Article Text

Download PDFPDF
Bloodletting for pneumonia, prolonged bed rest for low back pain, is subacromial decompression another clinical illusion?
  1. Jeremy Lewis1,2,3,4
  1. 1Department of Clinical Therapies, Faculty of Education and Health Sciences, University of Limerick, Limerick, Ireland
  2. 2Department of Allied Health Professions, School of Health and Social Work, University of Hertfordshire, Hertfordshire, UK.
  3. 3St George's Hospital NHS Healthcare Trust, London, UK.
  4. 4Central London Community Healthcare NHS Trust, London, UK.
  1. Correspondence to Dr Jeremy Lewis, Department of Allied Health Professions, School of Health and Social Work, University of Hertfordshire, Hertfordshire AL10 9AB, UK; jeremy.lewis{at}

Statistics from

Request Permissions

If you wish to reuse any or all of this article please use the link below which will take you to the Copyright Clearance Center’s RightsLink service. You will be able to get a quick price and instant permission to reuse the content in many different ways.

In 1972 Charles Neer published a clinical commentary proposing that abrasion from the anteroinferior aspect of the acromion resulted in 95% of all rotator cuff (RC) pathology. The associated condition, termed subacromial impingement syndrome (SIS), has become the most commonly diagnosed musculoskeletal condition involving the shoulder. Others went on to suggest a causative relationship between acromial morphology and RC pathology, and clinical tests such as the Neer sign and the Hawkin's test were described to support a diagnosis. Acromioplasty, also known as subacromial decompression (SAD), is a surgical procedure widely used to eradicate the hypothesised source of the irritation. Between 1996 and 2006 the number of SADs increased in New York State (USA) by 254% and from 2001 to 2010 in England (UK) by 746%,1 with successful outcomes being reported in up to 80% of cases. There has been a concomitant 141% increase in the number of surgical repairs of the RC performed between 1996 and 2006. Embedded within this figure is a 600% increase in the number of repairs performed arthroscopically. Many physiotherapists and other health professional have embraced the SIS model describing how poor upper body posture, colloquially termed a forward head posture, is associated with an increase in the thoracic kyphosis with an imbalance of the shoulder girdle muscles. This results in an abnormal scapular posture (typically anterior tilt and downward rotation) resulting in impingement and RC pathology. The extent by which postural abnormalities follow a …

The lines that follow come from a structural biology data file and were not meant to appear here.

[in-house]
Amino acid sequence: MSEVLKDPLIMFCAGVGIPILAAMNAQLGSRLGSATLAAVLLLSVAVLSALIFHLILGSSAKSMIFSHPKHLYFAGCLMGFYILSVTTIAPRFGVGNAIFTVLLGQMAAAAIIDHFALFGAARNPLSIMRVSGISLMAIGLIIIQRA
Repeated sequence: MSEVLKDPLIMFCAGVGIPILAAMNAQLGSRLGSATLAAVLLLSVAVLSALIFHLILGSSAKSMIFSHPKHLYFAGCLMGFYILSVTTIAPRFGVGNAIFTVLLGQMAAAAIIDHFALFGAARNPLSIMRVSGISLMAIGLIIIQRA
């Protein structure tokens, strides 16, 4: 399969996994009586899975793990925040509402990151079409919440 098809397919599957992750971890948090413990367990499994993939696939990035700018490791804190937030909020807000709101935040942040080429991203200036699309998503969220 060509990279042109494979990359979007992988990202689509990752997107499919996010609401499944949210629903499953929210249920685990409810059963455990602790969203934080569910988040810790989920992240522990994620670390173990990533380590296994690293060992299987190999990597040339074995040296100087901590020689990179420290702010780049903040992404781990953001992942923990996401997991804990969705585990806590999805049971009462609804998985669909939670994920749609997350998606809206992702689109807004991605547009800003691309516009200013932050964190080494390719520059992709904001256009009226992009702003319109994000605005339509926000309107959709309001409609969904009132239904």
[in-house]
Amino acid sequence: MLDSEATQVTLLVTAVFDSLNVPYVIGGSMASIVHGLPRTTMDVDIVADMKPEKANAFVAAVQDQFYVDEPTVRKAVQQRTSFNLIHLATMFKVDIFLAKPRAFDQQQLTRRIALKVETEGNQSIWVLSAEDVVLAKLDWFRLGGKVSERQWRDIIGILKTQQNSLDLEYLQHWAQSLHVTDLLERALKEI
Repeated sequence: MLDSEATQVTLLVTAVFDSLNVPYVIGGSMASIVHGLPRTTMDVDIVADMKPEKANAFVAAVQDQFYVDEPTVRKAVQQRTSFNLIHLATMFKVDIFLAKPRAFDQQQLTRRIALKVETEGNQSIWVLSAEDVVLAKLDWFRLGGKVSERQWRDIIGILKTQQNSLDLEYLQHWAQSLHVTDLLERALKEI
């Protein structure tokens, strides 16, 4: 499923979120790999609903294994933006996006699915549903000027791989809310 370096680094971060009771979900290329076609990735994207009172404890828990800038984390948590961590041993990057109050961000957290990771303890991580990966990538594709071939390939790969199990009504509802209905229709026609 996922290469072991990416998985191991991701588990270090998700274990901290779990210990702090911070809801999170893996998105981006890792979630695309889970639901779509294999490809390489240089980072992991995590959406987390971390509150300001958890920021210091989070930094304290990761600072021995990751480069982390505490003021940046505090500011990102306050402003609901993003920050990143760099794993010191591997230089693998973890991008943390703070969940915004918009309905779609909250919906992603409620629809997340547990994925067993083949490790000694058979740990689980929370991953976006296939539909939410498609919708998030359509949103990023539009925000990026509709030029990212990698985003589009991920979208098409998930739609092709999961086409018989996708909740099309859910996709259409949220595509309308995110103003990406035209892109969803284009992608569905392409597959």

View Full Text


  • Competing interests None.

  • Provenance and peer review Not commissioned; externally peer reviewed.

Linked Articles